ProCEEd regarded the MCU environmental tour related to climate change in 2013 and the one in 2015/2016 on waste management as stand-alone activities. Therefore, different from PADETC and DEQP, MCU has never been involved in training and joint coaching efforts with other partners. However, the ProCEEd senior management intensely coached the 2015/2016 tours and, together with a more pro-active leadership at MCU, introduced new, creative media and tools such as shadow theatre, floor games, and light boxes used for environmental education at festival events.

 

What all three organizations recommend to add to ProCEEd's training and coaching activities is English, new methods, media and materials, and advanced MOVE skills. MCU expressed an interest in participating in MOVE basic training, possibly in cooperation with PADETC, in order to enhance the volunteers' didactical skills. DEQP explicitly asked for a guideline/manual on how to raise environmental awareness through mass media, environmental tours and special events which comprises learning aids, games, exercises, curricula and didactical tools used throughout the projects life cycle. PADETC and DEQP mentioned report and proposal writing using a logical structure and the application of M&E in the field. MCU asked for technical advice on solid waste management and recycling and inner-ASEAN exchange on this topic.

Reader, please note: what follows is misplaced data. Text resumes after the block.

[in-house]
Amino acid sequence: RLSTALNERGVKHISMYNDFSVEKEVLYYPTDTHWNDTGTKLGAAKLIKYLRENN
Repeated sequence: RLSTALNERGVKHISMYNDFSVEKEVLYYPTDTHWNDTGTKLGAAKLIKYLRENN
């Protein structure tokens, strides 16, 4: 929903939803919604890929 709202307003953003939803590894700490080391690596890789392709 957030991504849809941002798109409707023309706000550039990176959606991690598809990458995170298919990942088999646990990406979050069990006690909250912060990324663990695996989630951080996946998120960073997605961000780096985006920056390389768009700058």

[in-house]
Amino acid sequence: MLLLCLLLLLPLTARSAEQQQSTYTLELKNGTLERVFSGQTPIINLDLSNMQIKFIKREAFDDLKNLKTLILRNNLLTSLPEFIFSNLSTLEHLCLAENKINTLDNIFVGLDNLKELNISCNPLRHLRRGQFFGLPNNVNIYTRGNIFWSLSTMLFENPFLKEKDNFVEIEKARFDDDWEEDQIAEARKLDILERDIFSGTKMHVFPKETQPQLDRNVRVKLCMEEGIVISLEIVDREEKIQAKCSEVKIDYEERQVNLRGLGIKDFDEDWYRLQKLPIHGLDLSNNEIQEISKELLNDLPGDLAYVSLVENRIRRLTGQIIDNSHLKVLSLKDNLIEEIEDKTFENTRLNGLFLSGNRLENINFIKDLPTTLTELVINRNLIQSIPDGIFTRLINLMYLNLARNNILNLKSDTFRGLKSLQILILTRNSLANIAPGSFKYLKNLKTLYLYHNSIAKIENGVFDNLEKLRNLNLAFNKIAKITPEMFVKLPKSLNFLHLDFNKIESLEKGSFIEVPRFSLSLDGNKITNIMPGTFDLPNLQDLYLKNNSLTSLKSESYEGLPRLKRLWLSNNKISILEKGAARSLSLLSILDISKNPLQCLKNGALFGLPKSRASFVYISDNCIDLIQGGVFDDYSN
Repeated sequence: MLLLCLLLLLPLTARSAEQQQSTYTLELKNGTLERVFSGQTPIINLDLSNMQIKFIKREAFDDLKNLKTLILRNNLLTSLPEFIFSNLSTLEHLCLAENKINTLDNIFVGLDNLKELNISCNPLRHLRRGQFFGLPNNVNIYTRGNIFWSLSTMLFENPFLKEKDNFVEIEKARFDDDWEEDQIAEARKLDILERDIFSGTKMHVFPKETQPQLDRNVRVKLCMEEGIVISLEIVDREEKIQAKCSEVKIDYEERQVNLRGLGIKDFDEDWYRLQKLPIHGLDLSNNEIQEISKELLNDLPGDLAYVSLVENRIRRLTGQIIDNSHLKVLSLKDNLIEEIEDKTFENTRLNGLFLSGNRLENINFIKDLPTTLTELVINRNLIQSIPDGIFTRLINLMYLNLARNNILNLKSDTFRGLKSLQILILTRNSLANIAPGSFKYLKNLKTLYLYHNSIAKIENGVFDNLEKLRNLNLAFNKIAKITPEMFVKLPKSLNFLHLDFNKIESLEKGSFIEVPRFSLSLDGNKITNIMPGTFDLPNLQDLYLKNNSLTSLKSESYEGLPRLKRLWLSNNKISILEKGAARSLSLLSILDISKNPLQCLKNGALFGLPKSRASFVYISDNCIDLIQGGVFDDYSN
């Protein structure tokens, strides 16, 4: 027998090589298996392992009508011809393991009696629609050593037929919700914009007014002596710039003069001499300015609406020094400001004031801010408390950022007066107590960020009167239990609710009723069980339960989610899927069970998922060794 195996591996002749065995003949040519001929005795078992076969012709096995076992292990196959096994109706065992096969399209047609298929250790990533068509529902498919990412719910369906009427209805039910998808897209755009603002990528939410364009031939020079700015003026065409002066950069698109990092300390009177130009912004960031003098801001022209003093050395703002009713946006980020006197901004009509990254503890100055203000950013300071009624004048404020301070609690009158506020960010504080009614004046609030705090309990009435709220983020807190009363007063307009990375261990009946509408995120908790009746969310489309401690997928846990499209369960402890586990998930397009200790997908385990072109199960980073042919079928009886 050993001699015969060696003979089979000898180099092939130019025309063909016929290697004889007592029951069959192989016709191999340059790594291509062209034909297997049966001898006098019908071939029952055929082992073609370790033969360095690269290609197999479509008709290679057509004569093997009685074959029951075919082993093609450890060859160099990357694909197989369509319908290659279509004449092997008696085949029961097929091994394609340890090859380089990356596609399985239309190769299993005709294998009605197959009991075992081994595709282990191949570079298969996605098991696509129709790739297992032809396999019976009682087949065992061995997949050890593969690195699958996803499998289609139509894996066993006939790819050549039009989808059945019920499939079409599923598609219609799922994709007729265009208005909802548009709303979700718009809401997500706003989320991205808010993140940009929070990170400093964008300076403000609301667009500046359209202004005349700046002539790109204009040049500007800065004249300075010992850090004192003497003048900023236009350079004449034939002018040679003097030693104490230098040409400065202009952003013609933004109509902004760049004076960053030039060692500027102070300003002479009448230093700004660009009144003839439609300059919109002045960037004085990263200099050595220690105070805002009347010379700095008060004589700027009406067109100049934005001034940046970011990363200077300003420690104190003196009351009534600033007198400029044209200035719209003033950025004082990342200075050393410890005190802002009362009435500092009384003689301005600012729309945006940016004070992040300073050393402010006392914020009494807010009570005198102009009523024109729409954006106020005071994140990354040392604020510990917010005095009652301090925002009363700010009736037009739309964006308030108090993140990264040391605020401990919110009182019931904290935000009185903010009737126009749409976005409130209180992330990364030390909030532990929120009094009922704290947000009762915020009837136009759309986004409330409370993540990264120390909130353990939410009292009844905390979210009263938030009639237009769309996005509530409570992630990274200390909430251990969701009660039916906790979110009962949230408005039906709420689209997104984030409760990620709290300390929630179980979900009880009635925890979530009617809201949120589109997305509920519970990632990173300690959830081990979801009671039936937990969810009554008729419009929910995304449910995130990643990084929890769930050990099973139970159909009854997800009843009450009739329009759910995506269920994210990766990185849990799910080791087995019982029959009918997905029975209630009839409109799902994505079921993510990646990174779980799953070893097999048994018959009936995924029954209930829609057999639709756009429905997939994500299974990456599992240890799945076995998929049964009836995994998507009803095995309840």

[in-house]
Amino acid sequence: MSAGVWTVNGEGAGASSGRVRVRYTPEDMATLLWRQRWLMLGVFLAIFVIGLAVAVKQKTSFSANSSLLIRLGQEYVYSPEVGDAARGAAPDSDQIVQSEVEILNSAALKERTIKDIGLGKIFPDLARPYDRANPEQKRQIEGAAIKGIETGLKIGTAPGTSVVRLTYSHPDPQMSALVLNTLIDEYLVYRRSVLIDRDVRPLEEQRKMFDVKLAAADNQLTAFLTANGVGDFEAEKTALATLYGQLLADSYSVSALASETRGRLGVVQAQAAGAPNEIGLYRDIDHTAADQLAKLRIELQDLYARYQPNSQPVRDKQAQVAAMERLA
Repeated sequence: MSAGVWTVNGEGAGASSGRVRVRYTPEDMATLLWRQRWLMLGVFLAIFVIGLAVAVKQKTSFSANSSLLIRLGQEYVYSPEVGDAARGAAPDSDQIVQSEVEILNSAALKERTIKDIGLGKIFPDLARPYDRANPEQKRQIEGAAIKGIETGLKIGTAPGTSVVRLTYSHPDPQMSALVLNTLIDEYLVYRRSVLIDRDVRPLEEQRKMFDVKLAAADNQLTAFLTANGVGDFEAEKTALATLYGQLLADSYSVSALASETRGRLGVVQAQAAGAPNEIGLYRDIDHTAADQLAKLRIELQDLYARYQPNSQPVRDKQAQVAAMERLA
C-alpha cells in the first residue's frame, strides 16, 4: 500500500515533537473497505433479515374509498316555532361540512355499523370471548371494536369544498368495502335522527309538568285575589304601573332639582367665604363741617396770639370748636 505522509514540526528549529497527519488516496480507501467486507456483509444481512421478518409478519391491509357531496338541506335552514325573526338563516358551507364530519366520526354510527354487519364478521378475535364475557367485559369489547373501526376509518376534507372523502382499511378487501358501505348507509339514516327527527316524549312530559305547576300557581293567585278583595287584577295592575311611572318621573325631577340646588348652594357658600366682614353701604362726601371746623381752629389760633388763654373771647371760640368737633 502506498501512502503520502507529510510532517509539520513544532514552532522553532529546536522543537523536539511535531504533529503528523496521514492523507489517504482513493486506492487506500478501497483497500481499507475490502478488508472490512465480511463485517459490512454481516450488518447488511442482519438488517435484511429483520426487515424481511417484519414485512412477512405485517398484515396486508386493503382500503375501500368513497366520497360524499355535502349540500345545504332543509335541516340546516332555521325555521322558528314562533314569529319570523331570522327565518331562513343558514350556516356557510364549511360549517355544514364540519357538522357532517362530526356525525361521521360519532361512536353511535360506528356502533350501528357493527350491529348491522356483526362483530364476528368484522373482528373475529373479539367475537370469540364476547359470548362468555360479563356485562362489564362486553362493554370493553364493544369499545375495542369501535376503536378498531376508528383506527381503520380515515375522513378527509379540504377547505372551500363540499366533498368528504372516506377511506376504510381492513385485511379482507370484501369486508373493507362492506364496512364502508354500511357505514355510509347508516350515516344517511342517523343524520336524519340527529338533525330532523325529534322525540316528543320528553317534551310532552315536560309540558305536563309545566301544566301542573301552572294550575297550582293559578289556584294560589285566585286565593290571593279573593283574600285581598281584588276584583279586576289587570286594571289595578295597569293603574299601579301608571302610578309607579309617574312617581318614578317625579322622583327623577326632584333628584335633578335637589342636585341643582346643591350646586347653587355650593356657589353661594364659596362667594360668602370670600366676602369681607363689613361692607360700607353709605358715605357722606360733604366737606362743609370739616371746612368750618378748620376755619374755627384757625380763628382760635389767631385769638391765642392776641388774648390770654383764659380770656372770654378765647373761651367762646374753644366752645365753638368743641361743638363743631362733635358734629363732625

Mini-KAP survey on partners' environmental knowledge and attitudes

 

A total of 41 persons were interviewed by means of a limited and adapted version of the 2012 KAP surveyquestionnaire, i.e. without 'practice' and 'media' sections, and with four additional open knowledge-related questions related to forest protection, wildlife, biodiversity and co-management. Partner staff members (14 DEQP, 12 MCU, 11 PADETC) and two superiors each of DEQP and MCU were interviewed. Results from the interviews were computed and analyzed, and will be visualized and interpreted together with the upcoming post-KAP in December 2016.